Telos seeks essays on the economic, political, cultural, literary, philosophical, and historical dimensions of Korea for a special issue. With its dramatic recovery from the devastating legacies of colonial rule and civil war, South Korea has emerged as one of the leading hubs of cutting-edge information technology and an epicenter of production in the realm of popular culture. Civil governance has taken bold steps forward over the past two decades, signaled by the advent of leaders who defy long-standing meritocratic and patriarchal conventions; meanwhile a multidimensional rethinking of the past is underway, ranging from ancient territorial boundaries to current disputes over national waters. In contrast, North Korea continues to enforce its lone doctrine of authoritarian rule, serving as a constant reminder of the precarious bind of ceasefire. Revenants of the past century’s ideological divide hang over the peninsula in the form of nuclear threat, while South Korea’s hasty march toward capitalist affluence has not benefited everyone equally. How can Critical Theory understand the South Korean path to modernization or the oppressiveness of the North Korean regime? How does Korea position itself as a nation, culture, and a system of values that inherit its past and inspire its future? How can we think South Korean economic dynamism together with/against its popular culture? Is there a (South) Korean model that can be evaluated in an international context and/or through the eyes of the Korean diaspora? This special issue invites critical analyses on these subjects from various disciplines, including but not limited to literature, sociology, anthropology, political science, philosophy, cultural studies, economics, and history.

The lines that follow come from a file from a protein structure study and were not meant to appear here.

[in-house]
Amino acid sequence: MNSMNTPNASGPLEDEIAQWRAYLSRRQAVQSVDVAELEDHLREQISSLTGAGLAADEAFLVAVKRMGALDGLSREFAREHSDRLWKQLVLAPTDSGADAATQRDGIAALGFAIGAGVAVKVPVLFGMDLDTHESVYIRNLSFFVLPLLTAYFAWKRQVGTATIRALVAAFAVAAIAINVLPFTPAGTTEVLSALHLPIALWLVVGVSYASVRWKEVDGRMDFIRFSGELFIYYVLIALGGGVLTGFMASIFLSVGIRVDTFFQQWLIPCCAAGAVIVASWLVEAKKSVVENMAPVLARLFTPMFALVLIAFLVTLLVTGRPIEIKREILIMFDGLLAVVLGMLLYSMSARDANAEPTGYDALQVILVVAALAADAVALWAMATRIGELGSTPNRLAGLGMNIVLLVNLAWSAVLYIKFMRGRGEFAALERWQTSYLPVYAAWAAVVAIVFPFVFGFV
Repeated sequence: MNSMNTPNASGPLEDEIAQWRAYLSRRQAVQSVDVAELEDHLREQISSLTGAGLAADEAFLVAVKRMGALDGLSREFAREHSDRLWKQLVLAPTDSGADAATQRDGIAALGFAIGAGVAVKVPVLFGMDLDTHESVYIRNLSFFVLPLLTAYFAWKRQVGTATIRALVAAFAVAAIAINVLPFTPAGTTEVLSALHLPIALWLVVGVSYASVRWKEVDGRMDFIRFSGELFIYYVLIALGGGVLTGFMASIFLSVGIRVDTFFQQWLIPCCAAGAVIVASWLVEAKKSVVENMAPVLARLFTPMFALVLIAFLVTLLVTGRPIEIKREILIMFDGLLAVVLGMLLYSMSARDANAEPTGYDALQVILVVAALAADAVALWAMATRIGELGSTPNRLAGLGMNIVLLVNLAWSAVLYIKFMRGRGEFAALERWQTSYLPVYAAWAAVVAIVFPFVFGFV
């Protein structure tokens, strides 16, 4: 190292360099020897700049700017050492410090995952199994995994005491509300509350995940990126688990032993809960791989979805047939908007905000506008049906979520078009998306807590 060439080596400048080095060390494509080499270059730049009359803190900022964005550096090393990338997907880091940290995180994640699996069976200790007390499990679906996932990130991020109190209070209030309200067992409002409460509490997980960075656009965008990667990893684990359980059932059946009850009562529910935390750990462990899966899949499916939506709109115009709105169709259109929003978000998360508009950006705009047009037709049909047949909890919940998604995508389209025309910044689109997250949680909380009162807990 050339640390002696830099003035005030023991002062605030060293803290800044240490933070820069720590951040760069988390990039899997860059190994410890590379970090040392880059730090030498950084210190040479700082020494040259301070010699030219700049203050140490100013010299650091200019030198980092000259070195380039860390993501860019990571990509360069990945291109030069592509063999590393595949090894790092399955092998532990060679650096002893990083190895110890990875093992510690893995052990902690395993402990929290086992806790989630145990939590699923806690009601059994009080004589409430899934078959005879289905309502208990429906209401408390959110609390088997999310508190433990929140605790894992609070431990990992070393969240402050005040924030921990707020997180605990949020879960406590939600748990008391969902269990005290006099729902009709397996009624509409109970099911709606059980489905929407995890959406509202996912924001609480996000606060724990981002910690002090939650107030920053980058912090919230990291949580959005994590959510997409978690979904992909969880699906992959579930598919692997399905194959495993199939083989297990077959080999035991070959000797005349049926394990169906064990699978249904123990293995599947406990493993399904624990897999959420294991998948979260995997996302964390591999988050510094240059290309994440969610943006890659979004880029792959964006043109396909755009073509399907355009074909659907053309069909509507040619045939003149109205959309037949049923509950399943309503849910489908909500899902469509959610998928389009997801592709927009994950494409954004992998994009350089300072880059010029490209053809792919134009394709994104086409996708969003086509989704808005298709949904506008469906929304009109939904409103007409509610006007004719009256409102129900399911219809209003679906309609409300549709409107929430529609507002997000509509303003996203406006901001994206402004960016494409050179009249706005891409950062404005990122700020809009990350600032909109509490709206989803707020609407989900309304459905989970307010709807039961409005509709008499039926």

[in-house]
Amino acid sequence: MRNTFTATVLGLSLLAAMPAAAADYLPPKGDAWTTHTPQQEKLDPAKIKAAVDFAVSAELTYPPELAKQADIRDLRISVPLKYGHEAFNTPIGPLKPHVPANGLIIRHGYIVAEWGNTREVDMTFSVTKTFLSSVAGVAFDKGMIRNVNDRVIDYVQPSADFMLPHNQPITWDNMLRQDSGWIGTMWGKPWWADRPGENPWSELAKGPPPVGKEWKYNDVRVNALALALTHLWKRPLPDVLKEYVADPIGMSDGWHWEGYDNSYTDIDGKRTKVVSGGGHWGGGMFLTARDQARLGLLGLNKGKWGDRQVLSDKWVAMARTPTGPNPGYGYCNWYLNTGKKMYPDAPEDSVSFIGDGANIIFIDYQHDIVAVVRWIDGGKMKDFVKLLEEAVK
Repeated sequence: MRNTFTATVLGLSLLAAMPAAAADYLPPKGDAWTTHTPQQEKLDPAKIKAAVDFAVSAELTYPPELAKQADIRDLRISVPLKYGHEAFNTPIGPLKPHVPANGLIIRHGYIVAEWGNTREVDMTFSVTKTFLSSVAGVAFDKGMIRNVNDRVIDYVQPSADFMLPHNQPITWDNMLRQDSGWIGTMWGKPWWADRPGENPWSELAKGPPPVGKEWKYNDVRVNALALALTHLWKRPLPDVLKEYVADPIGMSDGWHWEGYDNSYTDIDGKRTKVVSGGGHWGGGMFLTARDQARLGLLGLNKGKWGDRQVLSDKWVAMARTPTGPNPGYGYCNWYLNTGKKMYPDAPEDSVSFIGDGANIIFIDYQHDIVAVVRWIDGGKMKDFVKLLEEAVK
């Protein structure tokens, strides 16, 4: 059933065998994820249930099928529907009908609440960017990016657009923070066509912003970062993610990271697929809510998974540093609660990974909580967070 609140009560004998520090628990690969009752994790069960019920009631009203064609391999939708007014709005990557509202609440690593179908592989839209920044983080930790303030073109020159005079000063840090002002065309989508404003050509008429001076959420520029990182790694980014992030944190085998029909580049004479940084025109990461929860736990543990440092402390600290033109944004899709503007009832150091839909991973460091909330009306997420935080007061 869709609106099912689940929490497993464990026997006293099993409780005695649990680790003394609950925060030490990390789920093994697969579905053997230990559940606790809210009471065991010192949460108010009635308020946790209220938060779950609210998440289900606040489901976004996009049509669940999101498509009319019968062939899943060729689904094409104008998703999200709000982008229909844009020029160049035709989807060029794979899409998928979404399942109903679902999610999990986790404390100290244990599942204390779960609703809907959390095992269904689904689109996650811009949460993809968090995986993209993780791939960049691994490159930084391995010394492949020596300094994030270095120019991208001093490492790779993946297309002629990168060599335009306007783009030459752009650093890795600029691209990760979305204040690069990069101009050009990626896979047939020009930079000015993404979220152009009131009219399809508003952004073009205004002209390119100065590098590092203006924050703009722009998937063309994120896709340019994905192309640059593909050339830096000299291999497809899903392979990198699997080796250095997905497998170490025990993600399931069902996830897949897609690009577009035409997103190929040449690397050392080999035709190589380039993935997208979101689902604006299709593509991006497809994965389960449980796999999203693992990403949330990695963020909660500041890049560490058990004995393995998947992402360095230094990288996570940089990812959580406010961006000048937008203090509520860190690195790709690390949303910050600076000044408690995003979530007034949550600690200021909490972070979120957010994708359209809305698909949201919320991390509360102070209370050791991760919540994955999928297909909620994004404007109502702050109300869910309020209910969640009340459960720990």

Please direct inquiries to Haerin Shin by email at firstname.lastname@example.org. Manuscripts (7500 words) due by December 1, 2015.